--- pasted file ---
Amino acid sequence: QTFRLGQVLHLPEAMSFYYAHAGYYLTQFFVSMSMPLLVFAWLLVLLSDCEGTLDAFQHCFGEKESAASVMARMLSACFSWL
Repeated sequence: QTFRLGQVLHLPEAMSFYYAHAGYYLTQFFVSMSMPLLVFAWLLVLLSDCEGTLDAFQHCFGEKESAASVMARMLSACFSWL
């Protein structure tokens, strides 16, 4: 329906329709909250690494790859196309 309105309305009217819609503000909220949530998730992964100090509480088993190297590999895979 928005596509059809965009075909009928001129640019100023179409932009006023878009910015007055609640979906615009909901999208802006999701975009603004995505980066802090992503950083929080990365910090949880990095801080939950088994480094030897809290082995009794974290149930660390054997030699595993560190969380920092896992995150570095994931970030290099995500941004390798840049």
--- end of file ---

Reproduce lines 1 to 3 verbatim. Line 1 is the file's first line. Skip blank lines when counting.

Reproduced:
Amino acid sequence: QTFRLGQVLHLPEAMSFYYAHAGYYLTQFFVSMSMPLLVFAWLLVLLSDCEGTLDAFQHCFGEKESAASVMARMLSACFSWL
Repeated sequence: QTFRLGQVLHLPEAMSFYYAHAGYYLTQFFVSMSMPLLVFAWLLVLLSDCEGTLDAFQHCFGEKESAASVMARMLSACFSWL
């Protein structure tokens, strides 16, 4: 329906329709909250690494790859196309 309105309305009217819609503000909220949530998730992964100090509480088993190297590999895979 928005596509059809965009075909009928001129640019100023179409932009006023878009910015007055609640979906615009909901999208802006999701975009603004995505980066802090992503950083929080990365910090949880990095801080939950088994480094030897809290082995009794974290149930660390054997030699595993560190969380920092896992995150570095994931970030290099995500941004390798840049």